Age Is a Feeling review – an astonishing dive into the future

The Guardian

How did Haley McGee grow so wise? You would expect a solo fringe show about turning 25 to be a solipsistic run-through of first-world problems. Age Is a Feeling is anything but. If it had been written by a performer at the end of her life, it would count as an astonishing insight into the human condition. For McGee to show such wisdom at 36 is as breathtaking as it is moving.

We find her perched atop a ladder at the centre of a circle. Around her are a dozen tall-stemmed plants. In Zoë Hurwitz’s design, they are like the hours of a clock counting the finite time she has ahead of her. “You can’t foresee the future,” she says. “But you can feel it rushing towards you.”

And because none of us can predict what is to come, she introduces some jeopardy. On each of the stems is a postcard and on each postcard a word. At points through the performance, she asks the audience to pick some words and reject others. My audience chooses Book, Teeth and Oyster and discards Bus, Eggs and Plane.

Haley McGee: Age Is a Feeling.
‘This show is starting to live under my fingernails’: the road to Edinburgh fringe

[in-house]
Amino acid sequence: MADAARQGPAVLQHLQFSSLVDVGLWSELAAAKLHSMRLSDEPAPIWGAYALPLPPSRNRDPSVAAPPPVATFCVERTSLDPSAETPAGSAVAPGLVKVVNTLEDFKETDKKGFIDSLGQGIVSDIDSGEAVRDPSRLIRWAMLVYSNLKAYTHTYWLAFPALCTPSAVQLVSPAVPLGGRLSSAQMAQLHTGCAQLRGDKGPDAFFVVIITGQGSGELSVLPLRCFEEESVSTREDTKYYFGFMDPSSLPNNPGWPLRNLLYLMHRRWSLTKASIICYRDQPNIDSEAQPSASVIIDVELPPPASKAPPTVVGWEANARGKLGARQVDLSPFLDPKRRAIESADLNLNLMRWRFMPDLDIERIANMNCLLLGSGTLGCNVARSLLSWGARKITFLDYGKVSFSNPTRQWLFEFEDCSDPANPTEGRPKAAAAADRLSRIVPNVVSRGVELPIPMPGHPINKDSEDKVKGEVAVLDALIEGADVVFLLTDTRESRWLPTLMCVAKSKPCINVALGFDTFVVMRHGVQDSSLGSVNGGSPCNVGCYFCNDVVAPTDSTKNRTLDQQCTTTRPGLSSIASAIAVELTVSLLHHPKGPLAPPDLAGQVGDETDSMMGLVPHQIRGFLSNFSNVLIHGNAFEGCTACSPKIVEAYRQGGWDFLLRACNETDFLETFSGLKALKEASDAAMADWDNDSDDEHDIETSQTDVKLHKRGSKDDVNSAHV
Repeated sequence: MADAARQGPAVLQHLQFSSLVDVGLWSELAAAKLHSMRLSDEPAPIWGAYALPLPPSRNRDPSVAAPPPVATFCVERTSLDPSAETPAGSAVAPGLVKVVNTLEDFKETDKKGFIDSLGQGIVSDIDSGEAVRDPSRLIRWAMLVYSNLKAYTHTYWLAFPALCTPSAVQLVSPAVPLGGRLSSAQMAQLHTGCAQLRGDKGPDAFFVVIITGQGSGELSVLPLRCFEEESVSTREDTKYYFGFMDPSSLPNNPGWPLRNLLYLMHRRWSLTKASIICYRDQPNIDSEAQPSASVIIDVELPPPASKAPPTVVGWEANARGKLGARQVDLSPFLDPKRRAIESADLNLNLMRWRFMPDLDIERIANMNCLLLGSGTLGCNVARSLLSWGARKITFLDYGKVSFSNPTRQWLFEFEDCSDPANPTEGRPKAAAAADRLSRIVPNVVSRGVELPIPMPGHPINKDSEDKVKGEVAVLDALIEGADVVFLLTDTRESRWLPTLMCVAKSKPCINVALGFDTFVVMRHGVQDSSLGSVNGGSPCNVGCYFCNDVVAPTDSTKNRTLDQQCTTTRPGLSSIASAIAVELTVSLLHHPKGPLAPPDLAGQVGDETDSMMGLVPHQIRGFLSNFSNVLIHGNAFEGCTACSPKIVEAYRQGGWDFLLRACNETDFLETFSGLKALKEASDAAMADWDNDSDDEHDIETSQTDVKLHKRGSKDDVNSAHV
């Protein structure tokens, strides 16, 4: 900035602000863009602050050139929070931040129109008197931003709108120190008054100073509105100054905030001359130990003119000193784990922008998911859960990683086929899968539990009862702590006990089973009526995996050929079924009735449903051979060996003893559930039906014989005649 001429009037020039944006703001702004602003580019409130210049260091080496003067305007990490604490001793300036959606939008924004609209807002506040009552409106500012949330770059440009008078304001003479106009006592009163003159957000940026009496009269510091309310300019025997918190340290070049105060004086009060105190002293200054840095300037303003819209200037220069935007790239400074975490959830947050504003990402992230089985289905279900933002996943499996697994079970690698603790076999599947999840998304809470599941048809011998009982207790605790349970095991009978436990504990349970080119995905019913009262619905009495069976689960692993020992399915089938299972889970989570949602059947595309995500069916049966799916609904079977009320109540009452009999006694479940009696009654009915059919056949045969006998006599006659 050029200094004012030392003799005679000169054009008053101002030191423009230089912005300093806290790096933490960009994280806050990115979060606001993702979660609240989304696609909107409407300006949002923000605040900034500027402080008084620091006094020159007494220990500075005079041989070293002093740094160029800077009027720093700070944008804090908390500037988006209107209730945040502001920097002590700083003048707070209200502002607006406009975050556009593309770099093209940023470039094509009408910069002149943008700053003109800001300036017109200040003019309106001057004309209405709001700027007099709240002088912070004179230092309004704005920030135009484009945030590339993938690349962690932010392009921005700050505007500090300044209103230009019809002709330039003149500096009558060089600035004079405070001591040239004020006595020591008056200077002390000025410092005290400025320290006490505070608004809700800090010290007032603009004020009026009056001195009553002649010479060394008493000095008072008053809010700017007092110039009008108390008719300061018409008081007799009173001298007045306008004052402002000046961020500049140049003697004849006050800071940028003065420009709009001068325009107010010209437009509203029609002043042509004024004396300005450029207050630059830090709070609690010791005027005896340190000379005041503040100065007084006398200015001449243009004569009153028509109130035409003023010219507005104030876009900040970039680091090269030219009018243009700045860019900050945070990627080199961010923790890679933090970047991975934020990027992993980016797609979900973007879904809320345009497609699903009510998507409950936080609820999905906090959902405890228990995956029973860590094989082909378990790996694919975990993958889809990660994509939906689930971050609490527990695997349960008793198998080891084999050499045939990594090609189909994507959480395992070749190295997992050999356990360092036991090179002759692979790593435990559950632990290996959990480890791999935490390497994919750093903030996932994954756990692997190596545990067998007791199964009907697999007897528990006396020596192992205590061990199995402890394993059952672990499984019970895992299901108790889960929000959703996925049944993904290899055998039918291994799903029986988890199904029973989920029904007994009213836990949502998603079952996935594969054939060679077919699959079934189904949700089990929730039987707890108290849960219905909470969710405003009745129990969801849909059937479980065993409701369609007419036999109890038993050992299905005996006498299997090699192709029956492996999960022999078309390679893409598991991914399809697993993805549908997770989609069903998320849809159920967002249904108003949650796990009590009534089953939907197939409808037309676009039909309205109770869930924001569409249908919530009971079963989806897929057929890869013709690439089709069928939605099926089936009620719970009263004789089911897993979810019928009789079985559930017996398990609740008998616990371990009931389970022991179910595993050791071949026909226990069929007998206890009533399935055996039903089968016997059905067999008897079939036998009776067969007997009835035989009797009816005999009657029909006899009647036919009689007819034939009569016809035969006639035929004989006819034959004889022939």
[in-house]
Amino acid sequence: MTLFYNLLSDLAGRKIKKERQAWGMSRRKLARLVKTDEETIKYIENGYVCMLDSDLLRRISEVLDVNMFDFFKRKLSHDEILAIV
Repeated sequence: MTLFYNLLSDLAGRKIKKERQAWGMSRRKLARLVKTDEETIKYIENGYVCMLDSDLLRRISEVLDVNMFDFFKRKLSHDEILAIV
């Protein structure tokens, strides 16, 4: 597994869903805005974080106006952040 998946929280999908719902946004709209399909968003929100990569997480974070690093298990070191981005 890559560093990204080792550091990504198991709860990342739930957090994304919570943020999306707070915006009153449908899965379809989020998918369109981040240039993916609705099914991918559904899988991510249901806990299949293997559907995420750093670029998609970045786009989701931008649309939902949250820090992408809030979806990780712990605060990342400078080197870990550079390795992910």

Read more

That determines the future-tense stories she tells, characters from one popping up in another, older and more weather-worn, as the show pushes deeper into the imagined decades ahead. There are wild acts of spontaneity, passionate affairs, chance friendships, family schisms, health scares and moments of regret. It is often funny (“You will find a white pubic hair”) but more often wistful and knowing. The further around the clock she goes, the more heartbreaking her encapsulation of the human lifespan becomes.

Barefoot and casually dressed, McGee is a seductive storyteller. Her manner steady and undemonstrative, her tone warm and resonant, she offsets the lyricism of her writing with a wry, deadpan delivery. Under the direction of Adam Brace, her movements are spare and precise, the better to focus on the accumulating speculations of the life she – or anyone – might go on to lead.

Despite the mood of the times, she avoids anything apocalyptic, focusing instead on the personal details of the ageing process, be it shifting teeth or faltering friendships, her tone of sombre reflection creating a fascinating tension with her own relative youth.